While I wait for the very last of my bean pods to crisp up, brassicas such as broccoli, purple sprouting broccoli and red cabbages are growing in pots in my greenhouse, ready for transplanting to the resulting nitrogen rich bed. I am not watering these old bean plants now, so I turn the nozzle off and fossick through the dilapidated mass, searching for brown, crisp, dry pods, plump and ripe with dried beans inside. Leaving them to hang there too long results in insects burrowing in and having a feast. I put the half dozen pods in my pocket to add to my inside stash later and pick up the hose again.

Next is my winter greens bed, planted out a few weeks ago and looking fabulous, despite the encroaching shade from the lower angle of the sun and the frosty hollow that it occupies. Winter leaves are thoroughly adaptable to shade, frost and even snow, bouncing back up and throwing off the weight of ice in the hardest and coldest winter weather. The trick is to get them well advanced before mid-May when the short day length, the soft light and cold nights reduce their capacity to grow without big solar panels to capture every second of good light to make growth, not just survive.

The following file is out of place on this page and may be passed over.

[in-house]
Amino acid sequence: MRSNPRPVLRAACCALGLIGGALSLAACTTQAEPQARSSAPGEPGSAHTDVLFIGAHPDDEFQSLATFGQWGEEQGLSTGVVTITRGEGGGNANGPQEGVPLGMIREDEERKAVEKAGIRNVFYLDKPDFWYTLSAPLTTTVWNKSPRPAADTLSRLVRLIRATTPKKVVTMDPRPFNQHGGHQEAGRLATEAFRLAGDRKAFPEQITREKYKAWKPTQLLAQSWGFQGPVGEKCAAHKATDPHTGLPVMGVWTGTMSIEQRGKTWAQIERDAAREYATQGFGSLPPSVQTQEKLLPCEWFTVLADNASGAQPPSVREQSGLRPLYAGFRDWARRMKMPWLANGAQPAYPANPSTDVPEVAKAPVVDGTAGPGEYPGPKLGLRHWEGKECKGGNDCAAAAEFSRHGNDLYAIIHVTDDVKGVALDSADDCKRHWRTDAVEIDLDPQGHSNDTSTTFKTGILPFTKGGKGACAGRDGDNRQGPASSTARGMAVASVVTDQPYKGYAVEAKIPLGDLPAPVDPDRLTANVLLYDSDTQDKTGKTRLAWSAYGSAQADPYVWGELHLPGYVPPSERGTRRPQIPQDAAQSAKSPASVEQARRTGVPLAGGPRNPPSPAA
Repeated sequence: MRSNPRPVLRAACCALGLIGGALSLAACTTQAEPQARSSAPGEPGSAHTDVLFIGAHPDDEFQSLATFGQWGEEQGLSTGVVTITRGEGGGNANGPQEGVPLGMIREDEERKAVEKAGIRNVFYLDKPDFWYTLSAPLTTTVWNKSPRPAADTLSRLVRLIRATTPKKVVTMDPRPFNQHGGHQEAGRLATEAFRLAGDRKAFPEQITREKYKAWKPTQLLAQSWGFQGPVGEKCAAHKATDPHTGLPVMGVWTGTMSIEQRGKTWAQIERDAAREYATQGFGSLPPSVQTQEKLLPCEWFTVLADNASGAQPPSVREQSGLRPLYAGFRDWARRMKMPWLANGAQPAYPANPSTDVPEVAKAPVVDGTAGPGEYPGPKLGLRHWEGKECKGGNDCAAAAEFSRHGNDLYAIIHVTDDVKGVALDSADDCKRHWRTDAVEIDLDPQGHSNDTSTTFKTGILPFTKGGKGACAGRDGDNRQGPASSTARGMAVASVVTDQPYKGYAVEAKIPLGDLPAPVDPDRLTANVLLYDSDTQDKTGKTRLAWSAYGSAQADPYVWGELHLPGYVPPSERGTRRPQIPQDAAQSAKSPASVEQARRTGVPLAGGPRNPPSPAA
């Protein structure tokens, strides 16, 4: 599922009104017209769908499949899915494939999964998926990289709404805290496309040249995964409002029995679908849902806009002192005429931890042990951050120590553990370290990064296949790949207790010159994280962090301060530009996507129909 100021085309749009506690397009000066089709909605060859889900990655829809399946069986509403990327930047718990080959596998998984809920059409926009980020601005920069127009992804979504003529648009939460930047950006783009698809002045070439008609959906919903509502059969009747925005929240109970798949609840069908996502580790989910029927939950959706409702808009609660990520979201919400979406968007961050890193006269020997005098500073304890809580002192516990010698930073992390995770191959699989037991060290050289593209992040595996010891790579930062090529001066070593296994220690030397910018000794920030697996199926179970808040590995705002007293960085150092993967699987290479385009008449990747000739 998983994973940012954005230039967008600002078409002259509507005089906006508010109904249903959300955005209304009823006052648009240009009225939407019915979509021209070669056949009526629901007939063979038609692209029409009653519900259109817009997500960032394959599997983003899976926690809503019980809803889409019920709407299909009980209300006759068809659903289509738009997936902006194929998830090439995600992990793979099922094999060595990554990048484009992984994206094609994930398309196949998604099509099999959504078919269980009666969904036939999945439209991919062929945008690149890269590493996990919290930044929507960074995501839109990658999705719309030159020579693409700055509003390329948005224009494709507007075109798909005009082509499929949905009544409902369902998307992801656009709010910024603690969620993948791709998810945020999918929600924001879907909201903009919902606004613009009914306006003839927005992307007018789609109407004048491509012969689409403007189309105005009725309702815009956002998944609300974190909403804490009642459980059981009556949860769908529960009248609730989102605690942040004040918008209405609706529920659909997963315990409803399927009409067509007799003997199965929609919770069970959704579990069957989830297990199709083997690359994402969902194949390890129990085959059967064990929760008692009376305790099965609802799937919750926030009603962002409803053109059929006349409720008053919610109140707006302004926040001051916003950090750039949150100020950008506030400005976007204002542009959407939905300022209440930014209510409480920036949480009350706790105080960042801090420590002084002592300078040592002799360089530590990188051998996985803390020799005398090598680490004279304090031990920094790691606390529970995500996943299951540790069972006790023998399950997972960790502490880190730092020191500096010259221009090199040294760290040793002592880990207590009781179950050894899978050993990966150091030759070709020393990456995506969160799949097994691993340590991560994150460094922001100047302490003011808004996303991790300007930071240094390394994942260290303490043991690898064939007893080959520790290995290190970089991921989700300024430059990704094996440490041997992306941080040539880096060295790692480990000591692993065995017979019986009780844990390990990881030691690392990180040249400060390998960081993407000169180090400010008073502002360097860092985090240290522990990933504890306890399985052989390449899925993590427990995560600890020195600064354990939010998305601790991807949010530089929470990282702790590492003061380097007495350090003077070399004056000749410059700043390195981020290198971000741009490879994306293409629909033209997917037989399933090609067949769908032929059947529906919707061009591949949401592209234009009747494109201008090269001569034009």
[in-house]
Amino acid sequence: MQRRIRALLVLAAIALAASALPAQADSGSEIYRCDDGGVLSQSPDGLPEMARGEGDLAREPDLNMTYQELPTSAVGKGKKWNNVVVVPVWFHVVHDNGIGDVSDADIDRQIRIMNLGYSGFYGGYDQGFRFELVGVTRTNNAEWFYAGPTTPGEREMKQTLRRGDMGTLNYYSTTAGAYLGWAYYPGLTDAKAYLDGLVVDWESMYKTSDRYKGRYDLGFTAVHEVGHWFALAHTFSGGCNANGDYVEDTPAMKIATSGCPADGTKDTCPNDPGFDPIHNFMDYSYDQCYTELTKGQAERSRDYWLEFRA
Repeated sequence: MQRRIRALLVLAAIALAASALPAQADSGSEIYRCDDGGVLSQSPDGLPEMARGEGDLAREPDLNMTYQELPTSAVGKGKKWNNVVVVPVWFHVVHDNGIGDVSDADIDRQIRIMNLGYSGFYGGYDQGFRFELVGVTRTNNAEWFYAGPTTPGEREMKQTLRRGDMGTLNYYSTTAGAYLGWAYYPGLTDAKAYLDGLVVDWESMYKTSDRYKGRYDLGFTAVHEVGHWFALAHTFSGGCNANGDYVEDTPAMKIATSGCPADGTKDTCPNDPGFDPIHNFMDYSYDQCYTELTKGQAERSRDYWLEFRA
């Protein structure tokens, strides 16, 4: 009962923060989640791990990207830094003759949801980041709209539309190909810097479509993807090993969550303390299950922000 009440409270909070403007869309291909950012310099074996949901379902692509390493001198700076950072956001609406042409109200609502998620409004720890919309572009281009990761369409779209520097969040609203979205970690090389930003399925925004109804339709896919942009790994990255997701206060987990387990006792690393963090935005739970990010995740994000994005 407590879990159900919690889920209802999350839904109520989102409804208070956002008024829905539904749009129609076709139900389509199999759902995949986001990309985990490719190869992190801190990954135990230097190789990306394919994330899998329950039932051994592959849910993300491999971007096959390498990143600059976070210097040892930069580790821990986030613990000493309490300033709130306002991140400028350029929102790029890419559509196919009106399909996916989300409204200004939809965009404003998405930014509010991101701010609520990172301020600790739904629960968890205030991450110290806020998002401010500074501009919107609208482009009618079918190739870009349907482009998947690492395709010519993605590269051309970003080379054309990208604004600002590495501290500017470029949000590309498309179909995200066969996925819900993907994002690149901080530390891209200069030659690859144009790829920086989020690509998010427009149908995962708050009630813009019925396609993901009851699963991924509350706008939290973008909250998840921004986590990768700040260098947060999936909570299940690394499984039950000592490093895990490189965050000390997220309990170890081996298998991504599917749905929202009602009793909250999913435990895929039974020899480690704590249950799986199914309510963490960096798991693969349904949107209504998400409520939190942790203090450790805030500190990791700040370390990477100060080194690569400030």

This bed was well prepared with compost and deep hay. Consequently, it needs very little watering and I have started picking a few leaves from the lettuce, mizuna and wasabi greens already. I pick and nibble and leave the hose for now. The tomatoes also have needed very little water, with this deep hay method, despite it being warm and terribly dry for months. I have never had so many huge, luscious, delicious tomatoes and the plants are still deep green and healthy in mid-April which is incredible.

I water an unmulched area of kale and coriander and celtuce. Why did I not include this patch in my deep hay experiment? Goodness, I don’t know and now wish I had! It is much easier to plant into a mulched garden than to mulch it later. Oh well, I water it well and move on….

I find it is important to be constantly planting parsley or risk the cook’s nightmare of running out in winter, when it is too late to sow more! This seems to be an excellent year for parsley as not only have I planted consecutive crops but also it has self sown in thick patches which are growing dark green and fabulously; much better than those I planted.